Lt. Mike Maynard of the NDOW told BassFan that game wardens are currently looking into to the Hart incident to see if there's a prosecutable offense.
The weigh-in site at Callville Bay also falls under the local jurisdiction of Lake Mead National Recreation Area Rangers.
Andrew Munoz of the Lake Mead National Recreation Area Public Affairs Office today told BassFan: "Rangers were on scene during the incident, however, there wasn't any law or regulation we could apply in this instance. Breaking contest rules doesn't necessarily break any laws, so we didn't take any action on this other than standing by in case there was going to be any issues or arguments with officials. There wasn't, so we don't have any other details to report on this."
BassFan attempted to contact Hart, but available phone numbers were not in service.
There's been no public confession by Hart, so at this point, he's presumed innocent under the law. But Lake Mead is a border water with Arizona, so if NDOW does proceed with an investigation, and does determine that Hart crossed state lines and there is a prosecutable offense, he could potentially be charged in federal court, Lt. Maynard confirmed.
Viazanko Issues Statement
Hart has fished with several partners over the years, most recently John "Zank" Viazanko.
Hart and Viazanko have literally torn up Southern California circuits over the last 3 years, and this year alone won six of the seven WON Bass Southern California team events on Castaic and Pyramid.
Viazanko today issued the following statement. It's reprinted in its entirety.
"I've fished tournaments for more than half of my life in the Southern California area. At one time, I was planning to move back east and compete on the Bassmaster Tour, but due to circumstances with sponsors, was unable to do so.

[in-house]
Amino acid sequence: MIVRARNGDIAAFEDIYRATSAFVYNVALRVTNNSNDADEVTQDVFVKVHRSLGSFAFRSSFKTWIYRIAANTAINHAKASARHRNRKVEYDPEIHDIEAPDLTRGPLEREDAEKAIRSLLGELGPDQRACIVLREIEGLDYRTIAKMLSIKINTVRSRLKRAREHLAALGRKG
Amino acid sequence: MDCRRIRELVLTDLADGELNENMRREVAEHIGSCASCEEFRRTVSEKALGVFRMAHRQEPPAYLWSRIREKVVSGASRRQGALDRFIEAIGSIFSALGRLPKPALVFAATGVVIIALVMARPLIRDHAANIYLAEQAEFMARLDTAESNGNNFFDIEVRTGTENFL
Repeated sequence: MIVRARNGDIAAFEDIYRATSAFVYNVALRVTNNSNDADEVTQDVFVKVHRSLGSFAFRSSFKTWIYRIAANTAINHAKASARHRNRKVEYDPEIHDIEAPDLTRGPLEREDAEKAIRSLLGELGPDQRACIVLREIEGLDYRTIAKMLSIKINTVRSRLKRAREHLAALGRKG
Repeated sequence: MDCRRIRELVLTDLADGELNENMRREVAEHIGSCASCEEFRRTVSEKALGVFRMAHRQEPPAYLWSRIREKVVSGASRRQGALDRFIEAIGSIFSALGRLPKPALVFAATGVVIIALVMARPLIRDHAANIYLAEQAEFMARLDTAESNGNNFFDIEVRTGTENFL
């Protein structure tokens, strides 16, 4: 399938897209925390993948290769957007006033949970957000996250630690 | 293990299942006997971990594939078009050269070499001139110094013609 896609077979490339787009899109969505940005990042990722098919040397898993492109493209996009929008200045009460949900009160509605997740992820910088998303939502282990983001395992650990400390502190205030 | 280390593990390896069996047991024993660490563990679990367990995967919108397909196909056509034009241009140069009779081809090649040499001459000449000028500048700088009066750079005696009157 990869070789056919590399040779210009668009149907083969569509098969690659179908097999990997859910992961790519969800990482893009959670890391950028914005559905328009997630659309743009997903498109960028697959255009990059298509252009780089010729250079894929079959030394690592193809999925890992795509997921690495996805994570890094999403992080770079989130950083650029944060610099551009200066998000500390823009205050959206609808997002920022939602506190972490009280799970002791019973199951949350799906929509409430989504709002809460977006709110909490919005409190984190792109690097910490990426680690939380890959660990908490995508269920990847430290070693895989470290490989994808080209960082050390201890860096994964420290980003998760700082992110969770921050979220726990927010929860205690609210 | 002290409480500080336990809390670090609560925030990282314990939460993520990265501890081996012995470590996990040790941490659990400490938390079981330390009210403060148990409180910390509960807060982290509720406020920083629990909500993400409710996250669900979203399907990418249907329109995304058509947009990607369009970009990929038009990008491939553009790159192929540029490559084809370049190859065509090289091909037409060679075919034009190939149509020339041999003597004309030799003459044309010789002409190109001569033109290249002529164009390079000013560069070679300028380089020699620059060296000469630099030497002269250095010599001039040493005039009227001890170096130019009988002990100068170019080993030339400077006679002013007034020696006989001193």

"As many of you know, I've been a part of the handpoured-worms craft for many years – basically, I've been a part of the bass-fishing community for most of my life. I've seen the ups and downs of the sport, experienced the highs and lows of it as well. As much as I've seen and experienced, nothing feels lower to me than what occurred yesterday when my team partner Mike Hart was caught at the U.S. Open adding weights to the fish he presented at the scales.
"Mike and I have been fishing team tournaments in Southern California for the past 3 years, and we've shared a great deal of success. But more importantly, aside from those wins and accomplishments, Mike has been a friend for nearly 25 years.
"I have no idea why Mike would have chosen to do what he did at the U.S. Open. He's a tremendous fisherman who has proven it on the water long before I started fishing with him, and after. Had I known that this was an option, I would have strongly encouraged him to reconsider.